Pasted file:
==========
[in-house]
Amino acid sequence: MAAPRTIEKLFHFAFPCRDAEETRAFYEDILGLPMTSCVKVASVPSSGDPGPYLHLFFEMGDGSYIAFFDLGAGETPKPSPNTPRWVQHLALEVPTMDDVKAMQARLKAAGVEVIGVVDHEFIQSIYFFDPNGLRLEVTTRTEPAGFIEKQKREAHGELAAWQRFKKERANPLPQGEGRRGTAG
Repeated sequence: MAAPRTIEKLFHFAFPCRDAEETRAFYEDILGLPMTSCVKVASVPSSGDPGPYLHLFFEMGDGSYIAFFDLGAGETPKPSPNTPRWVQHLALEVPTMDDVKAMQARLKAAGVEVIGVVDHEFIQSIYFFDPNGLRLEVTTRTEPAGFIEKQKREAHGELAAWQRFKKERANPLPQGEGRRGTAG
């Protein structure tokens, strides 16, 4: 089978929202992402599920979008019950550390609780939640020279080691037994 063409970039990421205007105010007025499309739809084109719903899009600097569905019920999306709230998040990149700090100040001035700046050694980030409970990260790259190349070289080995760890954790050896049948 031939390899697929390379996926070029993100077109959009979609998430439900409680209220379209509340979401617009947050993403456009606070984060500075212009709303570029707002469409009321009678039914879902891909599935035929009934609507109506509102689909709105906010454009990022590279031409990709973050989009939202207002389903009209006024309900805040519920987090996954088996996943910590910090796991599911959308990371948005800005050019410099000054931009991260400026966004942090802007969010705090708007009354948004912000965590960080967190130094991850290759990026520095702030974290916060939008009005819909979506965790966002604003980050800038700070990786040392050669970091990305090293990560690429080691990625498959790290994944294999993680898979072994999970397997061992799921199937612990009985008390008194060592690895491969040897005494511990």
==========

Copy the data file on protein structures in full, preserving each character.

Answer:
[in-house]
Amino acid sequence: MAAPRTIEKLFHFAFPCRDAEETRAFYEDILGLPMTSCVKVASVPSSGDPGPYLHLFFEMGDGSYIAFFDLGAGETPKPSPNTPRWVQHLALEVPTMDDVKAMQARLKAAGVEVIGVVDHEFIQSIYFFDPNGLRLEVTTRTEPAGFIEKQKREAHGELAAWQRFKKERANPLPQGEGRRGTAG
Repeated sequence: MAAPRTIEKLFHFAFPCRDAEETRAFYEDILGLPMTSCVKVASVPSSGDPGPYLHLFFEMGDGSYIAFFDLGAGETPKPSPNTPRWVQHLALEVPTMDDVKAMQARLKAAGVEVIGVVDHEFIQSIYFFDPNGLRLEVTTRTEPAGFIEKQKREAHGELAAWQRFKKERANPLPQGEGRRGTAG
């Protein structure tokens, strides 16, 4: 089978929202992402599920979008019950550390609780939640020279080691037994 063409970039990421205007105010007025499309739809084109719903899009600097569905019920999306709230998040990149700090100040001035700046050694980030409970990260790259190349070289080995760890954790050896049948 031939390899697929390379996926070029993100077109959009979609998430439900409680209220379209509340979401617009947050993403456009606070984060500075212009709303570029707002469409009321009678039914879902891909599935035929009934609507109506509102689909709105906010454009990022590279031409990709973050989009939202207002389903009209006024309900805040519920987090996954088996996943910590910090796991599911959308990371948005800005050019410099000054931009991260400026966004942090802007969010705090708007009354948004912000965590960080967190130094991850290759990026520095702030974290916060939008009005819909979506965790966002604003980050800038700070990786040392050669970091990305090293990560690429080691990625498959790290994944294999993680898979072994999970397997061992799921199937612990009985008390008194060592690895491969040897005494511990």